By Ronni Sandroff | October 2017| Health Central

The shift in the relationship that occurs when a parent becomes disabled is an uneasy one for parent and child alike. The crucial issue is often one of control, says Kurt Kazanowski, R.N., owner of Homewatch Caregivers, a Plymouth, Mich., company that provides families with home health aides.

 “It’s quite normal for people who were always in charge in their own lives to feel resentful and frustrated as their ability to control things slips away,” he says.

Here are three ways to handle the touchy issue of providing care while leaving some important choices to your loved one.

1. Have a heart-to-heart

It helps if the family has put at least a general plan in place for what to do if a parent becomes disabled. The time for that conversation is no later than their early 70s, Kazanowski advises when parents can clearly express a preference on such issues as power of attorney and where they would prefer to live if they became unable to care for themselves.

Whenever the conversation takes place, start by listening deeply. Sometimes a person with a history of rejecting advice is simply trying to exert some control. Allow the person to talk and complain, so he or she feels supported and understood.

Then try to talk with your parent about how his or her actions and decisions make you feel. As your dynamic changes to caregiver, it can be a good time for healing past wounds, Kazanowski says.

2. Use positive reinforcement

Give your full attention and support when your parent is being reasonable, and share memories and opinions. Allow him or her to make decisions when feasible, such as choosing a restaurant or an outfit. Offer to help your parent find projects to work on, such as painting or knitting, where he or she can exercise creative control.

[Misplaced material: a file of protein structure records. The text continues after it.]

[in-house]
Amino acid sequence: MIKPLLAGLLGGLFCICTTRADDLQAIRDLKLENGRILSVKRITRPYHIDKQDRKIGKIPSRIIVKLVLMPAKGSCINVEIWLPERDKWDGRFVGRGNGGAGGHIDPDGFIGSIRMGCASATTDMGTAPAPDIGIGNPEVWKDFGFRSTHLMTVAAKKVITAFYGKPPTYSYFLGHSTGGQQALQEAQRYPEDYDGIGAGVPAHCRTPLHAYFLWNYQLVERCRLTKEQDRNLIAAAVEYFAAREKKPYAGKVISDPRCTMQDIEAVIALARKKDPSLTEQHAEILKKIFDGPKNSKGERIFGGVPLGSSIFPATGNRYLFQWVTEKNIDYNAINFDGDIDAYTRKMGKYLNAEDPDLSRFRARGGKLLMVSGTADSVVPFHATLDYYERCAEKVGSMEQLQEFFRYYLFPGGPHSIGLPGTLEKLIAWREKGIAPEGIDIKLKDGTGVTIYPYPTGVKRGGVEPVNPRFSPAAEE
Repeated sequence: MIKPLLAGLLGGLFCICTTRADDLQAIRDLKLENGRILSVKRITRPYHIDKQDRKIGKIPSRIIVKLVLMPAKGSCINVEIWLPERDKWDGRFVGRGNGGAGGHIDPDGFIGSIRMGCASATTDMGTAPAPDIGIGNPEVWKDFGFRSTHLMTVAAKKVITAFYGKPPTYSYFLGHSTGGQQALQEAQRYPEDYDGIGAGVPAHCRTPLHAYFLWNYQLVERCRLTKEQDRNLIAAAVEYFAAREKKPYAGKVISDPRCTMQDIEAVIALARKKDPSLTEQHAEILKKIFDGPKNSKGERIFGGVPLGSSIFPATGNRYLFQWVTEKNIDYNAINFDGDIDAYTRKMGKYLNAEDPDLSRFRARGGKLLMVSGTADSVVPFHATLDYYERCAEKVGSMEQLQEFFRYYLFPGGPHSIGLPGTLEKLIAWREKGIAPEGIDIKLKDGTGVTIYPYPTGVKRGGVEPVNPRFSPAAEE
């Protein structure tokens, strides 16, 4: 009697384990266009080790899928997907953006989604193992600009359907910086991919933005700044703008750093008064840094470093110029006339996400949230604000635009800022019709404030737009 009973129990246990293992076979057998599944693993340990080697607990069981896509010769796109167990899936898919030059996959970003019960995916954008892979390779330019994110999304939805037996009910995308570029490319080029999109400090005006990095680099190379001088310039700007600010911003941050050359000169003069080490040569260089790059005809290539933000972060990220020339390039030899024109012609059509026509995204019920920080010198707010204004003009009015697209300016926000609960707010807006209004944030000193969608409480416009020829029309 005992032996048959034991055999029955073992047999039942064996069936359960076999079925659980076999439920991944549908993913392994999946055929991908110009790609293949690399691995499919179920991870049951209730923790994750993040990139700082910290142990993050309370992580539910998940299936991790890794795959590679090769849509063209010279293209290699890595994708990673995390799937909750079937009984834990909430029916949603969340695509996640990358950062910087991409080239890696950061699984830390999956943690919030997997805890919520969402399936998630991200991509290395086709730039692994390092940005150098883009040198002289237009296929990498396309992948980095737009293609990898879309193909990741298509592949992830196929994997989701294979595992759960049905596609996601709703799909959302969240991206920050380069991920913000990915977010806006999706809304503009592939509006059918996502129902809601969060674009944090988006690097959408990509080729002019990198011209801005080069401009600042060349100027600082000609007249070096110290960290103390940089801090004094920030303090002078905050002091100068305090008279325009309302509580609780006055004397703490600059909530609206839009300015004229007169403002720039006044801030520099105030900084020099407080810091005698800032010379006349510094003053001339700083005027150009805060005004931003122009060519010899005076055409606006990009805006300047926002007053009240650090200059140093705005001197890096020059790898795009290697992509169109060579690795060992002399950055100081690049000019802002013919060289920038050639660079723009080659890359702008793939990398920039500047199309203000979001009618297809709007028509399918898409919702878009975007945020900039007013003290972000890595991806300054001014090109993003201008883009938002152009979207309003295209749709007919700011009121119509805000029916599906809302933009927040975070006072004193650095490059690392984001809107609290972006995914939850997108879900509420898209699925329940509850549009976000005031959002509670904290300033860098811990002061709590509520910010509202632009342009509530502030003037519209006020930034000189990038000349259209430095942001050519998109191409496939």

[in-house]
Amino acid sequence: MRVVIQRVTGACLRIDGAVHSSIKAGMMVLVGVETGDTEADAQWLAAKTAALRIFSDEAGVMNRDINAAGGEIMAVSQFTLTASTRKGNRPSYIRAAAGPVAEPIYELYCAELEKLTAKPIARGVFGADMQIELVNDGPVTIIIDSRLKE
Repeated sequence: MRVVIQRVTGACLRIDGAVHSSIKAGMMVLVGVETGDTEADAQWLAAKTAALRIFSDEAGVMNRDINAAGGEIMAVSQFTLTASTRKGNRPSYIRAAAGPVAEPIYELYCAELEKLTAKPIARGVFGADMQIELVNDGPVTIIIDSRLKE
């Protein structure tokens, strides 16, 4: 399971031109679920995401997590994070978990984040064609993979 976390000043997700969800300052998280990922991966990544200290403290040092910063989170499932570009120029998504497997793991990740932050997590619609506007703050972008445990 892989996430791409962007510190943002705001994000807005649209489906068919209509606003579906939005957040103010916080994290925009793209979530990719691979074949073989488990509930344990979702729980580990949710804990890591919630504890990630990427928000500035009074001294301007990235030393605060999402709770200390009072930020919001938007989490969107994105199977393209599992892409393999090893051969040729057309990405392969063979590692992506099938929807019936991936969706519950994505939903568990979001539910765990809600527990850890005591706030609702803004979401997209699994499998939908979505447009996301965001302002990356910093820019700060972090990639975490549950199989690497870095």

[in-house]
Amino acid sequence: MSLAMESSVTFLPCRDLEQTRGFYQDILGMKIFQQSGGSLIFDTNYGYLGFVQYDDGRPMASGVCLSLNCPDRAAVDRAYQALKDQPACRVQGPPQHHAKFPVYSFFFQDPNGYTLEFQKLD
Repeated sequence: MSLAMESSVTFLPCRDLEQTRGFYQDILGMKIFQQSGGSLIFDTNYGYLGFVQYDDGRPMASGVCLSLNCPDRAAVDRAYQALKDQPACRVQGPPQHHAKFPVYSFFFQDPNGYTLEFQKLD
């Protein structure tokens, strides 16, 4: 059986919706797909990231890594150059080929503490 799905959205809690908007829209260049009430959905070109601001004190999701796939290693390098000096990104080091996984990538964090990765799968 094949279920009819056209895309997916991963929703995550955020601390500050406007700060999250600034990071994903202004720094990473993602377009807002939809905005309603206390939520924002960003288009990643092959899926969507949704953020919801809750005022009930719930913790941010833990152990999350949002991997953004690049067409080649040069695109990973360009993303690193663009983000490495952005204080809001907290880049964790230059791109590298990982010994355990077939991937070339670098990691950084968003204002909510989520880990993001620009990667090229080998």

If your parent seems unusually irritable or out of character, talk to the doctor about whether pain and/or medication reactions are responsible. Perhaps medicines can be changed or dosages reduced. And simple exercises and occupational therapy techniques can help reduce pain symptoms.

3. Pave the way regarding driving

When it’s time to have “the talk” about transportation, try an oblique approach. Instead of suggesting that your parent hand over the car keys, begin by discussing the alternatives, such as today’s availability of van services for the elderly and private cabs through Uber and Lyft for getting to doctor and other appointments.

Then ask your parent how he or she now feels about driving. Sometimes your parent will let you know that he or she is having problems.

Tell your parent what you have observed. It’s best if the older person voluntarily decides not to drive, but it may be necessary to apply tough love to keep your parent and others safe. The Family Caregiver Alliance offers some useful tips on how to handle this situation.

If your parent becomes angry or upset, try to respond with kindness and offer to discuss it. If that doesn’t work, leave the conversation and say you’ll resume it at a better time to avoid responding in anger or getting upset yourself.

Don’t delay hospice

Unfortunately, many people whose parents have chronic conditions like COPD don’t realize they are eligible for hospice care. “Many people tell me, ‘I should have signed up my parent for hospice sooner,’ “ says Kazanowski, who also advises hospice organizations.

Along with medical and nursing management, hospice care offers home health aides, touch therapy, music therapy, spiritual components, and dementia programs. The staff can also help relatives and caregivers relate to the older person and deal with the grieving process.


Ronni Sandroff, an award-winning writer and former health editorial director at Consumer Reports, covers mind, behavior, and culture from Southern Florida.

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